Here are some of the regulatory developments of significance to broadcasters from the last week, with links to where you can go to find more information as to how these actions may affect your operations.

  • In the last two weeks, many stations have discovered that links to their FCC-hosted online public inspection file no longer

Here are some of the regulatory developments of significance to broadcasters from the last week, with links to where you can go to find more information as to how these actions may affect your operations.

  • The Senate Commerce Committee this week held a hearing on the nomination of FCC Chairwoman Jessica Rosenworcel for another five-year

With the Administration’s decision to renominate Jessica Rosenworcel for another term on the FCC and to select her as the permanent chair of the Commission, and the nomination of Gigi Sohn to fill the vacant seat on the FCC, and assuming both are confirmed by the Senate (though the Wall Street Journal noted that there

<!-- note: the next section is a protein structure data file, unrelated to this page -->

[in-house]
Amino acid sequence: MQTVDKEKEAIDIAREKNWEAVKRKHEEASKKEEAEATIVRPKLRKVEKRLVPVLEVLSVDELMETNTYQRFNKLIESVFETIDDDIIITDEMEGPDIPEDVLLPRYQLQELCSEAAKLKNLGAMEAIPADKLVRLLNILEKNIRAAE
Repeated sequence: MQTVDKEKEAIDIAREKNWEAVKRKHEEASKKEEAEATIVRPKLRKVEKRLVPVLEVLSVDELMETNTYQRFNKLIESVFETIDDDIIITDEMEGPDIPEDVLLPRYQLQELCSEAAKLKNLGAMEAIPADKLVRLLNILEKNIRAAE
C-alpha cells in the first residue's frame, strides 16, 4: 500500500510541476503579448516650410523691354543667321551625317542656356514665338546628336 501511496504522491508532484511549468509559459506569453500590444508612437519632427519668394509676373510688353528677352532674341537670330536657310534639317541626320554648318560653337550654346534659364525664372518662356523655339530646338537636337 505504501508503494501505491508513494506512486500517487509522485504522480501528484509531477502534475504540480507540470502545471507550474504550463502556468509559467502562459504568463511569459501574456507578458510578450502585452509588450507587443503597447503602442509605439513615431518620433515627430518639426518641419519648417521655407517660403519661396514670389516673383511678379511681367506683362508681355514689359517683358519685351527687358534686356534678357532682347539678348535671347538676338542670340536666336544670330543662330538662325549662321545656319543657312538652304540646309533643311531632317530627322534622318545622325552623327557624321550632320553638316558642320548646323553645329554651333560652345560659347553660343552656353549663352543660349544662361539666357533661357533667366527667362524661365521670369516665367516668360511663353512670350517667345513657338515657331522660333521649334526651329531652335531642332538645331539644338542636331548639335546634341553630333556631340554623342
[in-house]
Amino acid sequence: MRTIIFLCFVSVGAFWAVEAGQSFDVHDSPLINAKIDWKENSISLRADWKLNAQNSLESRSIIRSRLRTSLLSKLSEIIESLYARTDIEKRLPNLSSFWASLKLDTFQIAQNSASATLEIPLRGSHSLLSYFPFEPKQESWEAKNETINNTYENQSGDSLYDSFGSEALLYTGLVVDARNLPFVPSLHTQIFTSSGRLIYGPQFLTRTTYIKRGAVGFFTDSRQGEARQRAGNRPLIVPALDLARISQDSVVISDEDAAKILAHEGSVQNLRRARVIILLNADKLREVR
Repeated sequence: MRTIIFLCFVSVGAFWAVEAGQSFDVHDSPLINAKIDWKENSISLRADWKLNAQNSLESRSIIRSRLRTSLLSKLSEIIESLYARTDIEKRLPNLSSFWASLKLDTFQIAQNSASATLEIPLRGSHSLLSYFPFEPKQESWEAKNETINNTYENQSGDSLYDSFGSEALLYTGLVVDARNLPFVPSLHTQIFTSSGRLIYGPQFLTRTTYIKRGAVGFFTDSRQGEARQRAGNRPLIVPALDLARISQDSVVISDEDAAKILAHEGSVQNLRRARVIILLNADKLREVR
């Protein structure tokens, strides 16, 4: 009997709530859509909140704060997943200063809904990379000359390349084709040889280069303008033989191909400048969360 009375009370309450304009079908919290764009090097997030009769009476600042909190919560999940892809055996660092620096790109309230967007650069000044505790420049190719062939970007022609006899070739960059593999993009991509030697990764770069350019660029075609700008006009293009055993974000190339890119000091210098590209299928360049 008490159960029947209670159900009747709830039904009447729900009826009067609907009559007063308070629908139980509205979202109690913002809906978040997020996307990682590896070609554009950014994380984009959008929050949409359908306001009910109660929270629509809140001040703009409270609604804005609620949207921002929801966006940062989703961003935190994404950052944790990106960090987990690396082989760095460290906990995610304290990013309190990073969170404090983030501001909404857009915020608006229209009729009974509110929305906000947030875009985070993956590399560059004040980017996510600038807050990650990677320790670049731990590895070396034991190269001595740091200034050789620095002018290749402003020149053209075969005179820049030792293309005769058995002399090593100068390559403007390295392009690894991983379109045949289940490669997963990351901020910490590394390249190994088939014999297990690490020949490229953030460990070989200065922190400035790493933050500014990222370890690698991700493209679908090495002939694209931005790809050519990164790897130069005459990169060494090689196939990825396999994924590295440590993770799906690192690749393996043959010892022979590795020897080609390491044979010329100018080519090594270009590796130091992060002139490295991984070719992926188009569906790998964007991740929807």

On December 1 of this year, Biennial Ownership Reports are due to be filed at the FCC by all full-power radio and TV stations, commercial and noncommercial, as well as from Class A TV and LPTV operators.  These reports are due every two years.  While the last two biennial reports that had been due in December 2019 and in December 2017 had their deadlines extended to early the next year because of issues with the FCC forms that were at that point still being refined, no such issues are expected this year. In fact, a month ago when the window opened for filing these reports, the FCC released a Public Notice reminding broadcasters of the filing deadline, emphasizing its importance, and issuing this warning that there may well be fines or other penalties for stations that do not timely file this required report: